There comes a time in every person’s life when they embrace who they are, the good and the bad. I’m there. At 43 years old, it’s time.
That means I look in the mirror and see a not-quite-thin, not-quite-fat fortysomething mother-wife-entrepreneur-writer whose hair is thinner than it used to be and who has strong opinions. I speak my mind. That’s who I am. And I’m done making excuses for it.
I am a confident, outspoken woman with ideas. Passion. Perspective. Where I spent years trying to conform to someone else’s notion of who I should be (quieter, thinner, more demure, less opinionated), I am sick of doing that. I want to be who I was born to be.
There are two kinds of people in the world: those who speak their minds and piss some people off, and those who go along with the crowd and have many more friends. I fall into the first group; that’s just the way it is.
It’s why I am a writer, and it’s why some of my blogs resonate with people while others really get under their skin. Oh well. This is who I am.
And what does that really mean: this is who I am? Is there freedom in that? Only if by saying it, we live it, too.
Who I Am:
– spiritual yogi
– tennis player
– PR pro
– a person who cares deeply about righting wrongs in the world and making sure everyone finds happiness, peace and their unique path in life
– a person who just wants to be loved for who I am, even when who I am is upsetting or loud or angry or messy
As I plan the celebrations for my older son’s bar mitzvah, and then my daughter’s bat mitzvah, I am acutely aware that this is their celebration, even as it is our family’s celebration. As a mother, I see my role as guiding my children toward becoming the best possible versions of themselves while teaching them right from wrong.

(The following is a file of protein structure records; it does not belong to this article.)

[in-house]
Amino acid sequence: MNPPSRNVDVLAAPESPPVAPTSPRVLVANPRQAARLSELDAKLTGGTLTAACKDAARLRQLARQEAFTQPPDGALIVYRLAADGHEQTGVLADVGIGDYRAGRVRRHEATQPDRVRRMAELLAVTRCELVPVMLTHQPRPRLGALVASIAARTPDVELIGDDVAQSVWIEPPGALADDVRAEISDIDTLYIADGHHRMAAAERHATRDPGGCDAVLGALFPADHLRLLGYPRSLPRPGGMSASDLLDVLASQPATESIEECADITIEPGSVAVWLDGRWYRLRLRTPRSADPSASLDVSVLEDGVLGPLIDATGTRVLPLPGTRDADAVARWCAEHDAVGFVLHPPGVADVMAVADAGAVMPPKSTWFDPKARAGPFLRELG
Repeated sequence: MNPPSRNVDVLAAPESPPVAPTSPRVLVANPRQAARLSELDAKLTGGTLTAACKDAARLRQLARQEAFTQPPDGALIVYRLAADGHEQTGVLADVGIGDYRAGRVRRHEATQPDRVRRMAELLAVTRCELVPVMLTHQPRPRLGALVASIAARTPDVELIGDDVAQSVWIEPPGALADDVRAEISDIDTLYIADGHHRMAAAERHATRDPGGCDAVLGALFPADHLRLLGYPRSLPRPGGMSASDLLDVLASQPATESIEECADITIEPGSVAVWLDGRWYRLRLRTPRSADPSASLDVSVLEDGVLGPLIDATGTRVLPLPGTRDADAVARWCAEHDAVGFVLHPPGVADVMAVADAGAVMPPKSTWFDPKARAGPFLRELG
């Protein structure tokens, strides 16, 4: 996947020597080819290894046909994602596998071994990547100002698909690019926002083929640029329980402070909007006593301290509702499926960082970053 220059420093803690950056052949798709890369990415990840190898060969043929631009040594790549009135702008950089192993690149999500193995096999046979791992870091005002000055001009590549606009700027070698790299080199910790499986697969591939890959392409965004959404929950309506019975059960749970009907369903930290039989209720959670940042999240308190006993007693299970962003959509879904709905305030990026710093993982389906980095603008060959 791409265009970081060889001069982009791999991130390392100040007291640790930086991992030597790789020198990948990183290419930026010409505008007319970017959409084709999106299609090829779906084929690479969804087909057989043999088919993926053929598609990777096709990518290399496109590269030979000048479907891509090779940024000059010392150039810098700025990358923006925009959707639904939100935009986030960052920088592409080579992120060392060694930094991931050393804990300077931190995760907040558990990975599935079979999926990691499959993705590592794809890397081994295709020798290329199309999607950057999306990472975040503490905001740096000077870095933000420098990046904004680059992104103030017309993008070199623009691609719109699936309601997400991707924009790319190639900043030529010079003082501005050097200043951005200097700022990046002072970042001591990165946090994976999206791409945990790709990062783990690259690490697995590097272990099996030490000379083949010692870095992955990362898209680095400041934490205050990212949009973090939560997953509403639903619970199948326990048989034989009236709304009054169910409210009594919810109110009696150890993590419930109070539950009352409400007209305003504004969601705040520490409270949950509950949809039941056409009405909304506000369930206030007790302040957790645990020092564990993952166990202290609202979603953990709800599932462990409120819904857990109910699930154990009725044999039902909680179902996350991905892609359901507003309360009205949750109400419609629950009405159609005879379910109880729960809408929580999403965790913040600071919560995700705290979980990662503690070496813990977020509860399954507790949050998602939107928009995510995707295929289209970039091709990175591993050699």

Everything else is gray matter. Shady. Subjective.
There have been generations of parents who believe their children are theirs, and so any event or happening or milestone is theirs to own, too. It’s not their child on the bimah reading from the Torah for their own personal coming-of-age in the Jewish community; it’s the parents’ opportunity to shep nachas and claim this victory as their own. For parents like that, the child is the extension of the Self, not a wholly and completely separate being to whom they have given a freestanding life of their own to live.
I see things in the latter perspective. While I want my children to always agree with me and celebrate in the way I find meaningful, I am smart enough to know that just isn’t how life works.
They are their own individuals destined for their own journeys, and it is my job to support them. To encourage. To send love to the front lines with care packages that show they are part of something bigger and very, very important.
If we don’t embrace others as wholly separate from ourselves, if we blur lines, whether with our children or with our community or friends or family, then we make things really messy and potentially uncomfortable. And we come upon the age of 43 with a deep need to stand up and say, THIS IS WHO I AM, DAMMIT, YOU MUST ACCEPT IT.
I’m not alone in claiming my personal identity, but I wish there was no need to grandstand like this. I know people who say ugly things and are bitchy and shout and people love them for it. I know others who mouse along and stay out of the way and people sweep them up in their groups.
Remember, love is being able to see the human heart in another person and identify with their humanness as if you are one and the same. It’s not preferential attachment.
Here I stand saying, whoever you are, whoever I am, let’s drop the facade and start being authentic. Say what you deeply want to say and don’t back off from it if others find it uncomfortable. Look people in the eye and remark, “I am here to stay. Take the good, accept the bad, love me for me. And I’ll love you right back.”